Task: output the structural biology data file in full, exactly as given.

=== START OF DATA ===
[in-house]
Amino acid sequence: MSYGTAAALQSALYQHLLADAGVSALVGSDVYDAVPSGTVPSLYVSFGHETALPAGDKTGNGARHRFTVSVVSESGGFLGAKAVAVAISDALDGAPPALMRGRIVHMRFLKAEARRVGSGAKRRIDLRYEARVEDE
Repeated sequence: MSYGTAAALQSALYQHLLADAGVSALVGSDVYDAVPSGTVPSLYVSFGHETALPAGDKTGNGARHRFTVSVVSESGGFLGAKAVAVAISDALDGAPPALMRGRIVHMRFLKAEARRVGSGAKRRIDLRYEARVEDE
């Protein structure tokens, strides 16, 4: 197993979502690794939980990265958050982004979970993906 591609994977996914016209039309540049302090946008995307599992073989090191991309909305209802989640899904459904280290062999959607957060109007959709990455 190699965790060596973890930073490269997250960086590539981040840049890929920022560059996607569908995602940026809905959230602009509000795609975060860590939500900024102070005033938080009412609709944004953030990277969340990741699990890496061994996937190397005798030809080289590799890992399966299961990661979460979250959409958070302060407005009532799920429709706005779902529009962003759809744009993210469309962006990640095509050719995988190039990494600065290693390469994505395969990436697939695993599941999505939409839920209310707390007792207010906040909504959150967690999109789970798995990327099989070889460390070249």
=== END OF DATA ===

[in-house]
Amino acid sequence: MSYGTAAALQSALYQHLLADAGVSALVGSDVYDAVPSGTVPSLYVSFGHETALPAGDKTGNGARHRFTVSVVSESGGFLGAKAVAVAISDALDGAPPALMRGRIVHMRFLKAEARRVGSGAKRRIDLRYEARVEDE
Repeated sequence: MSYGTAAALQSALYQHLLADAGVSALVGSDVYDAVPSGTVPSLYVSFGHETALPAGDKTGNGARHRFTVSVVSESGGFLGAKAVAVAISDALDGAPPALMRGRIVHMRFLKAEARRVGSGAKRRIDLRYEARVEDE
């Protein structure tokens, strides 16, 4: 197993979502690794939980990265958050982004979970993906 591609994977996914016209039309540049302090946008995307599992073989090191991309909305209802989640899904459904280290062999959607957060109007959709990455 190699965790060596973890930073490269997250960086590539981040840049890929920022560059996607569908995602940026809905959230602009509000795609975060860590939500900024102070005033938080009412609709944004953030990277969340990741699990890496061994996937190397005798030809080289590799890992399966299961990661979460979250959409958070302060407005009532799920429709706005779902529009962003759809744009993210469309962006990640095509050719995988190039990494600065290693390469994505395969990436697939695993599941999505939409839920209310707390007792207010906040909504959150967690999109789970798995990327099989070889460390070249």